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Byron Shire
October 22, 2021

Chinderah highway servo expansion ‘unacceptable’

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Land next to the Chinderah BP highway service centre is set to become part of a planned $4.5 million expansion of the motorway facility. Image Tweed Shire Council
A planned $4.5 million expansion of the BP Chinderah motorway service centre and truck stop would wipe out this swathe of thick koala habitat land. The company, council planners say, failed to address impacts of its removal and that a proposed compensatory-offset planting plan was inadequate. Image Tweed Shire Council

By Luis Feliu

A plan for a major expansion of the 24-hour BP highway service centre at Chinderah has again been rejected by Tweed shire planners who say the company has failed over five years to address concerns about removal of koala habitat and noise impacts on surrounding homes.

A recommended refusal of the $4.5 plan, which involves building an extra 30 truck parking bays, will be considered by Tweed shire councillors next Thursday, at their last meeting before the 29 October council election.

Council’s chief planner Vince Connell says the proposed expansion over two lots on the Pacific Highway and Ozone Street, Chinderah, would create ‘unacceptable impacts on the natural and built environments’ and BP Australia had been given ‘more than sufficient time’ to address those concerns.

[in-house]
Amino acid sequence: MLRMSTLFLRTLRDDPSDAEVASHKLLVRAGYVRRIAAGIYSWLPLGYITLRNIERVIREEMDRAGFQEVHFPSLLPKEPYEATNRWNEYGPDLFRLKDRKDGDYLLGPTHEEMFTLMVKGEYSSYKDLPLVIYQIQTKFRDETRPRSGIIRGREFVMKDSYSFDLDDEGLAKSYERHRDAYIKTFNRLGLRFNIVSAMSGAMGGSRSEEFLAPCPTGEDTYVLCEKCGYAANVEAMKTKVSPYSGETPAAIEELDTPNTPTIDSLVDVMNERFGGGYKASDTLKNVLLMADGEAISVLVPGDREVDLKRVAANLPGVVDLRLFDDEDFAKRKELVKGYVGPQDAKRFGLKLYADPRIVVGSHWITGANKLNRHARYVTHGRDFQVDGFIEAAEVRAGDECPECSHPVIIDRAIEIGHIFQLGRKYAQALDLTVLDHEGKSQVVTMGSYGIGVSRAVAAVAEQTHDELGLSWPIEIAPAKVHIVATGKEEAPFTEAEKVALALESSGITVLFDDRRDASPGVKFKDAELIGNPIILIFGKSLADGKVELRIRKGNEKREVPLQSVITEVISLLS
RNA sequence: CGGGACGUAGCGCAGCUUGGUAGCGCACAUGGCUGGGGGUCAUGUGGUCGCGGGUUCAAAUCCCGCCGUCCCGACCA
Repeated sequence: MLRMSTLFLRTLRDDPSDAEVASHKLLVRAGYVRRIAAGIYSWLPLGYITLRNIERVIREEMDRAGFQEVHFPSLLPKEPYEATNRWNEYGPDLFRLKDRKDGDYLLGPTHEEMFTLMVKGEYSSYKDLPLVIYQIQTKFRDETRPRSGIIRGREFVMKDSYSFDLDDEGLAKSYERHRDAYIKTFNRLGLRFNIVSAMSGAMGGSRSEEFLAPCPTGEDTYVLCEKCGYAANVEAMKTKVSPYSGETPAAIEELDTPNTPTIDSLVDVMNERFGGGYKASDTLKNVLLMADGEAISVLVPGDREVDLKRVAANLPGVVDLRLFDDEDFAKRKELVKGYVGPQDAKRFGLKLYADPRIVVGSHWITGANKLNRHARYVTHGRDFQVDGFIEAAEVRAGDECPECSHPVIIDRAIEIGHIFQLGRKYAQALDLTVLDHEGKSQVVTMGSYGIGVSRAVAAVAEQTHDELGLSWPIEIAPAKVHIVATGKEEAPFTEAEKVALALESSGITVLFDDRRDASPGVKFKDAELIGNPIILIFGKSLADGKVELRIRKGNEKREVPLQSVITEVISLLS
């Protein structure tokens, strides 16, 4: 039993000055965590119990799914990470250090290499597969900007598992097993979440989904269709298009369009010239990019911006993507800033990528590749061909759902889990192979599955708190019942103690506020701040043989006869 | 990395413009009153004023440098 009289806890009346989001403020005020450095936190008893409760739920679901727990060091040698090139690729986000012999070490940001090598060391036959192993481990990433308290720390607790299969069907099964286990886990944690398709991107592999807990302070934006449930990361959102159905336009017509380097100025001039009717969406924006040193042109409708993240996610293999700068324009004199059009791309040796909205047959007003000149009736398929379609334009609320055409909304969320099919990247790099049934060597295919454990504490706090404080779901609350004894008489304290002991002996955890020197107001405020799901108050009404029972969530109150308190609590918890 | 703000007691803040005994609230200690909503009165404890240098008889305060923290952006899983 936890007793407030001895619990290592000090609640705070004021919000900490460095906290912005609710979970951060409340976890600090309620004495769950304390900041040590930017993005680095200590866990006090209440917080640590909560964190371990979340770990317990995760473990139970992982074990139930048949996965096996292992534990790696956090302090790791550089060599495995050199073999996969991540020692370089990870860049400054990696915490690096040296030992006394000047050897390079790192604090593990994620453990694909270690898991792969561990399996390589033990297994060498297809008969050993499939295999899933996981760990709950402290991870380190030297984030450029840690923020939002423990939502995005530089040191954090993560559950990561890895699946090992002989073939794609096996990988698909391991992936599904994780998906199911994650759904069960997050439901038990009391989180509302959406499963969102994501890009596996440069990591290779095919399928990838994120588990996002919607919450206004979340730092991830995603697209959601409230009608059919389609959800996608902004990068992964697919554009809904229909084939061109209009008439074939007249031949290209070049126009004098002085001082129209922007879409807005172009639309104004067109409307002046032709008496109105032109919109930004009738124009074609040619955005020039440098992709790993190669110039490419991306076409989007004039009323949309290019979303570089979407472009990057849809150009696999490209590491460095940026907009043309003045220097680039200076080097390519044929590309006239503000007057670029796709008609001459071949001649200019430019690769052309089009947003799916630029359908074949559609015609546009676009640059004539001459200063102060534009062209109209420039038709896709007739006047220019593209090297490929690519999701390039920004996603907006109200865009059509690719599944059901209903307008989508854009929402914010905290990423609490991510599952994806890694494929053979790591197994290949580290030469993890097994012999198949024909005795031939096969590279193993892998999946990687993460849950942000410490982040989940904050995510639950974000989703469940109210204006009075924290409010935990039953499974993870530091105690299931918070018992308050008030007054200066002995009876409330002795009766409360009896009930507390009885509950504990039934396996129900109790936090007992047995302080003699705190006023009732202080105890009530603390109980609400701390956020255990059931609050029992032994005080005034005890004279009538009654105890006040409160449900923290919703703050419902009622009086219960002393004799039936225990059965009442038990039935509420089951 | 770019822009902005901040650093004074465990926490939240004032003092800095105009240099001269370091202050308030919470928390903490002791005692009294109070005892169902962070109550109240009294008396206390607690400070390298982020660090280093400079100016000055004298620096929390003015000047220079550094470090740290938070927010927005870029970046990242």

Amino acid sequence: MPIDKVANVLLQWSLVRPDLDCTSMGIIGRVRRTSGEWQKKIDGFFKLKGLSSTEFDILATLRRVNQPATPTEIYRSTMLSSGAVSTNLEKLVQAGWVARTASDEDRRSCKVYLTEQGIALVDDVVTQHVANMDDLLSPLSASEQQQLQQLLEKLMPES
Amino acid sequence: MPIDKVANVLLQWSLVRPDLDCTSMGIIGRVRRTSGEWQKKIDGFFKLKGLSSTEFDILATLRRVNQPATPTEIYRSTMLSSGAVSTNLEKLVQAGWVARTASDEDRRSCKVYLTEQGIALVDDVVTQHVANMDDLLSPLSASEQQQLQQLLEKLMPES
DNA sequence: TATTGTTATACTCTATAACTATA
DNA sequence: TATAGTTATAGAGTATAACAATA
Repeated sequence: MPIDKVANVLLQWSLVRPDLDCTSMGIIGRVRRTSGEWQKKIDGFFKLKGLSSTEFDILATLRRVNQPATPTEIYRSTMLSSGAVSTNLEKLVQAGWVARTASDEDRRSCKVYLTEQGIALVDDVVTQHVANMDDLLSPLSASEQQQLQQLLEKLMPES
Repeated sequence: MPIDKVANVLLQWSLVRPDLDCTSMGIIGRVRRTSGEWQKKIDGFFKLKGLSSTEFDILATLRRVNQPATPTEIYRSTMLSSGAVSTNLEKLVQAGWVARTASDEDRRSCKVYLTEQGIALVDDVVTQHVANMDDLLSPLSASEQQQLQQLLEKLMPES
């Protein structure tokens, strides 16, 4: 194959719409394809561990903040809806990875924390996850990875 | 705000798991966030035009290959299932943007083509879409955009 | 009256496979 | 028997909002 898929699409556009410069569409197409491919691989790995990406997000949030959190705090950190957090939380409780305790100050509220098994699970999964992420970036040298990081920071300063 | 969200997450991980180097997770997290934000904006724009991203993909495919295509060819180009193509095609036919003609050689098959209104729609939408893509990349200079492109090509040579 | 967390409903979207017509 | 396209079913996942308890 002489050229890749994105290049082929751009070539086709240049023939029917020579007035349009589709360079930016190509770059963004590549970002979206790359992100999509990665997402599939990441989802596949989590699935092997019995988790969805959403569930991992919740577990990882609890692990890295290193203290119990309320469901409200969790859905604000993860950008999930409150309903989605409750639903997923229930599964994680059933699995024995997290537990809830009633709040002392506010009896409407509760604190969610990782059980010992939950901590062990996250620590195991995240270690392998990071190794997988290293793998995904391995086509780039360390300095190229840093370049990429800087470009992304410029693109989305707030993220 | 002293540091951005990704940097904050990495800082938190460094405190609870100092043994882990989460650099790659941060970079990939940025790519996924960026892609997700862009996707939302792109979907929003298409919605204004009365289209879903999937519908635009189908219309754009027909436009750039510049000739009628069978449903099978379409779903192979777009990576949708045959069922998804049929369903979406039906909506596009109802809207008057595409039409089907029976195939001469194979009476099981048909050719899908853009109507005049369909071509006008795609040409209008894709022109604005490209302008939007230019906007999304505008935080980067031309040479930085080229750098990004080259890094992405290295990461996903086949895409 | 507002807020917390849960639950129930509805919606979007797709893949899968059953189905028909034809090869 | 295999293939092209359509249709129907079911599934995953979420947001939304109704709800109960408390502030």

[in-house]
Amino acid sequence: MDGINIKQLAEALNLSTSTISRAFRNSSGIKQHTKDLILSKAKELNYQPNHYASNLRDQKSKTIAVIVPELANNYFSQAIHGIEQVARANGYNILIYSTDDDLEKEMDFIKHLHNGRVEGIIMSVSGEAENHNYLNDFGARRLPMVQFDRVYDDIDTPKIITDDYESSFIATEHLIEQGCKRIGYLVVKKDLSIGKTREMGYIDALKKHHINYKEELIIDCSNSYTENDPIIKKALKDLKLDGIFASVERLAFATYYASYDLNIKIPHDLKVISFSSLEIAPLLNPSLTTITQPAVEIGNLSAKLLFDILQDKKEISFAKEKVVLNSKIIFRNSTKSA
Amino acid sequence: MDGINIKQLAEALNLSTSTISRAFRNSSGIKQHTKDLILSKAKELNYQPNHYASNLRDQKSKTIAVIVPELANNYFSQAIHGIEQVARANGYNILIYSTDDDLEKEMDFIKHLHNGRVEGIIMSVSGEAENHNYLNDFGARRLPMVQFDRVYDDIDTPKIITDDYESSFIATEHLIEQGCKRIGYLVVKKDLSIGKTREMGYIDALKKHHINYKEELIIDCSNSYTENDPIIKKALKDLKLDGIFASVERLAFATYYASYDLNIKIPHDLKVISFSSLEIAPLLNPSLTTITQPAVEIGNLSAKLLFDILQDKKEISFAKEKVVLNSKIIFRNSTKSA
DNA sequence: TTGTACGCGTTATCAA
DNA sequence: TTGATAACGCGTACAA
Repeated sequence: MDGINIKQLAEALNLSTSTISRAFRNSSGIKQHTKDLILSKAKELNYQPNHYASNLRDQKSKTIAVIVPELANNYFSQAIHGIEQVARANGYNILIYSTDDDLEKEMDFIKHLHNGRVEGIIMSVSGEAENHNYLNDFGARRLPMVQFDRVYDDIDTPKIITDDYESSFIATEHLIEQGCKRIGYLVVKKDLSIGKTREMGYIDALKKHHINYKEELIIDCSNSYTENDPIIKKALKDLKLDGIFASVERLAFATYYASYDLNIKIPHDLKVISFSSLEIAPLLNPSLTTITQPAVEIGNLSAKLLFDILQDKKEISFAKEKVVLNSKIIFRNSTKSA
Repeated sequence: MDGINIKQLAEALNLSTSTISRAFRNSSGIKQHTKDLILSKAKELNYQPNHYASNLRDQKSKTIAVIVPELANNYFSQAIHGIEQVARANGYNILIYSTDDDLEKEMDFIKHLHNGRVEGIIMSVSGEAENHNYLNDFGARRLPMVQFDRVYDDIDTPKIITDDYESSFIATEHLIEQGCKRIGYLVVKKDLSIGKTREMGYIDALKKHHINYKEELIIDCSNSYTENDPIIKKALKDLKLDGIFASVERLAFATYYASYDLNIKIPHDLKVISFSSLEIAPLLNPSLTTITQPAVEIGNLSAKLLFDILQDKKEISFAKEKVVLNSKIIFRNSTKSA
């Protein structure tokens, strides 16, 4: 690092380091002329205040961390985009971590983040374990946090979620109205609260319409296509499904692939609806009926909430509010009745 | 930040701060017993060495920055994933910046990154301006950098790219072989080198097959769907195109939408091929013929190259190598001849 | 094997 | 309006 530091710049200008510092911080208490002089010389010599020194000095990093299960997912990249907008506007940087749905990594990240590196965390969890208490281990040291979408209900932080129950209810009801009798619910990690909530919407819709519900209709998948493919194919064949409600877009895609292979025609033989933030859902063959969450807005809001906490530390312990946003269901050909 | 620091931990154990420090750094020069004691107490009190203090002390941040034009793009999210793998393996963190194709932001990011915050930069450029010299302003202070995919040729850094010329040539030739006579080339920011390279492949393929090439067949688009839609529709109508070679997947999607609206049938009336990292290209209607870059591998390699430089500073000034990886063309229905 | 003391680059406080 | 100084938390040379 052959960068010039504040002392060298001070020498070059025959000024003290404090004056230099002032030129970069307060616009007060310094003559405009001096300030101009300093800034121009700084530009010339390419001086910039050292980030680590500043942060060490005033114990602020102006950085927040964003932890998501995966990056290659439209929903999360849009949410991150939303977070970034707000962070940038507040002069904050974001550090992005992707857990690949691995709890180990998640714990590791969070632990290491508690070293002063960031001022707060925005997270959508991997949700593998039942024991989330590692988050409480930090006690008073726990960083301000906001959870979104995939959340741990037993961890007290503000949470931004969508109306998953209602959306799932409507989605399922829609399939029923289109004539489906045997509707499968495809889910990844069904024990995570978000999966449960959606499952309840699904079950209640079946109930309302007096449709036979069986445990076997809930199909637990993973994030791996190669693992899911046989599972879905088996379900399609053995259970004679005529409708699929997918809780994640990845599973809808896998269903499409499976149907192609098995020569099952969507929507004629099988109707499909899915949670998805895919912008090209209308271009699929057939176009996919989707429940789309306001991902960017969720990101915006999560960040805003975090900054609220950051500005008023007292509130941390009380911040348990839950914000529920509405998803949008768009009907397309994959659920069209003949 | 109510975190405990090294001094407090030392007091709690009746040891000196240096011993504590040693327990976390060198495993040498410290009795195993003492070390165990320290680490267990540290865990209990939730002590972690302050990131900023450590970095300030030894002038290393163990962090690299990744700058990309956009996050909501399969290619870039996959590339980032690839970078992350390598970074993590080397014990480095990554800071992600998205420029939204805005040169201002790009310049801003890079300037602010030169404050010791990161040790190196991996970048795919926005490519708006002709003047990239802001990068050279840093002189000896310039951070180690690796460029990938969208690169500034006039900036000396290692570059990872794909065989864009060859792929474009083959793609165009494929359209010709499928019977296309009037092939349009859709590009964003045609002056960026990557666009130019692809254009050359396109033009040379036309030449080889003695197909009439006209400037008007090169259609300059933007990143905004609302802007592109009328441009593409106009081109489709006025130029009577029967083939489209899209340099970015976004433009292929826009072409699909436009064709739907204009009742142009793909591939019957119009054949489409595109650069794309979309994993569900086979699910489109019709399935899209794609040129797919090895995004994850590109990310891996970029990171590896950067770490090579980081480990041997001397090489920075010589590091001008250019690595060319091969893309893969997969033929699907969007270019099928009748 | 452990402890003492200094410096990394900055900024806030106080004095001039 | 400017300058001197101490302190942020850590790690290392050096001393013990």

The plan had been recommended for refusal by planners in 2012 and 2014 due to the oil giant’s subsidiary failing to address the site-impact concerns, but on both occasions councillors deferred a decision to allow the company more time to respond.

In August this year councillors again decided to call for a further report ‘with a more detailed assessment and recommendation for determination’.

But the latest plan, Mr Connell says, also fails to address ecological, traffic and noise impacts despite shire planners trying, since May 2014, to resolve outstanding issues.

And, in an embarrassing blunder, the company provided a traffic-impact report based on Queensland-based guidelines, not NSW rules on traffic-generating development.

Its noise report also falls short, Mr Connell says, because it ‘fails to acknowledge’ homes closer to the site and ‘fails to address noise generated by the braking of trucks on the adjoining motorway when entering the site’.

The noise report was ‘largely based on the understanding that the proposal would not generate any additional truck movements entering the site, which is still a point of contention’.

In his report to next week’s meeting, Mr Connell said the ‘DA for this proposal has now been in council’s system for over 5 years’ and council had expended an ‘extensive amount of staff resources’ on it ‘without any immediate prospect of resolving outstanding matter’.

The meeting next Thursday will be held in council’s administration building in Brett Street, Tweed Heads, from 5pm.

See previous story at https://www.echo.net.au/2015/11/chinderah-highway-servo-set-for-big-expansion/

 


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